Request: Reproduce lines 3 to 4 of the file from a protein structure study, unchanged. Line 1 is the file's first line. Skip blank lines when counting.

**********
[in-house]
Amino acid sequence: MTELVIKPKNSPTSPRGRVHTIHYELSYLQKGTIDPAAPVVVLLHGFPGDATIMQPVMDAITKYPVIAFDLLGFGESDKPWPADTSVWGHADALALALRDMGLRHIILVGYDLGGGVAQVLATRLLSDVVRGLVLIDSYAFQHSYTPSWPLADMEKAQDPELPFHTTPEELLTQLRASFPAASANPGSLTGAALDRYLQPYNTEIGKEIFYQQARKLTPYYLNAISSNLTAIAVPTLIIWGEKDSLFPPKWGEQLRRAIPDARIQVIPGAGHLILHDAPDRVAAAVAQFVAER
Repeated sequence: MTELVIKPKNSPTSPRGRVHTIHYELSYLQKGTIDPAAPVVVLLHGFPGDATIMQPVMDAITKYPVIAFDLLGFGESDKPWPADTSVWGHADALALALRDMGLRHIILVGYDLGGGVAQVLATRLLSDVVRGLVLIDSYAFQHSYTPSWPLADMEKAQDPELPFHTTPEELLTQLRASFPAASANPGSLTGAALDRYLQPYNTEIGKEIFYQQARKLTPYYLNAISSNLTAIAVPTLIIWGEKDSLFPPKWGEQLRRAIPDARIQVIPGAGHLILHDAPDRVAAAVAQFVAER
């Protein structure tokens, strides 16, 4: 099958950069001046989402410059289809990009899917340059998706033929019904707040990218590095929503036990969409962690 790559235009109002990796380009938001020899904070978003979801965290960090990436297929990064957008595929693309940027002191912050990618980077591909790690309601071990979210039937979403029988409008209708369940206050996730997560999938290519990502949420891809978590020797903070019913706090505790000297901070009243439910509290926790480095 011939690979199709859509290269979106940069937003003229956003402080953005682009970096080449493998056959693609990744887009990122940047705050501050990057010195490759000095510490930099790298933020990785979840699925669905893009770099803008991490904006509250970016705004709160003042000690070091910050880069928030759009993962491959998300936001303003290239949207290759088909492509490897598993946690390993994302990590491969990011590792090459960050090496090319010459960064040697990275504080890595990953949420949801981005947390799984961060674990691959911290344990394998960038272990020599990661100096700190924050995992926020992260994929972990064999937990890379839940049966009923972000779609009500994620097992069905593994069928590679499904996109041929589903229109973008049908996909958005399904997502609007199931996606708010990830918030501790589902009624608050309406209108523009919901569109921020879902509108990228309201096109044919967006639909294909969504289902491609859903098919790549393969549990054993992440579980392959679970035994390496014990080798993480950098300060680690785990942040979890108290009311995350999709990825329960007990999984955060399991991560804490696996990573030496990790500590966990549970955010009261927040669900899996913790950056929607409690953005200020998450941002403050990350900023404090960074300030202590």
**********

Repeated sequence: MTELVIKPKNSPTSPRGRVHTIHYELSYLQKGTIDPAAPVVVLLHGFPGDATIMQPVMDAITKYPVIAFDLLGFGESDKPWPADTSVWGHADALALALRDMGLRHIILVGYDLGGGVAQVLATRLLSDVVRGLVLIDSYAFQHSYTPSWPLADMEKAQDPELPFHTTPEELLTQLRASFPAASANPGSLTGAALDRYLQPYNTEIGKEIFYQQARKLTPYYLNAISSNLTAIAVPTLIIWGEKDSLFPPKWGEQLRRAIPDARIQVIPGAGHLILHDAPDRVAAAVAQFVAER
């Protein structure tokens, strides 16, 4: 099958950069001046989402410059289809990009899917340059998706033929019904707040990218590095929503036990969409962690 790559235009109002990796380009938001020899904070978003979801965290960090990436297929990064957008595929693309940027002191912050990618980077591909790690309601071990979210039937979403029988409008209708369940206050996730997560999938290519990502949420891809978590020797903070019913706090505790000297901070009243439910509290926790480095 011939690979199709859509290269979106940069937003003229956003402080953005682009970096080449493998056959693609990744887009990122940047705050501050990057010195490759000095510490930099790298933020990785979840699925669905893009770099803008991490904006509250970016705004709160003042000690070091910050880069928030759009993962491959998300936001303003290239949207290759088909492509490897598993946690390993994302990590491969990011590792090459960050090496090319010459960064040697990275504080890595990953949420949801981005947390799984961060674990691959911290344990394998960038272990020599990661100096700190924050995992926020992260994929972990064999937990890379839940049966009923972000779609009500994620097992069905593994069928590679499904996109041929589903229109973008049908996909958005399904997502609007199931996606708010990830918030501790589902009624608050309406209108523009919901569109921020879902509108990228309201096109044919967006639909294909969504289902491609859903098919790549393969549990054993992440579980392959679970035994390496014990080798993480950098300060680690785990942040979890108290009311995350999709990825329960007990999984955060399991991560804490696996990573030496990790500590966990549970955010009261927040669900899996913790950056929607409690953005200020998450941002403050990350900023404090960074300030202590």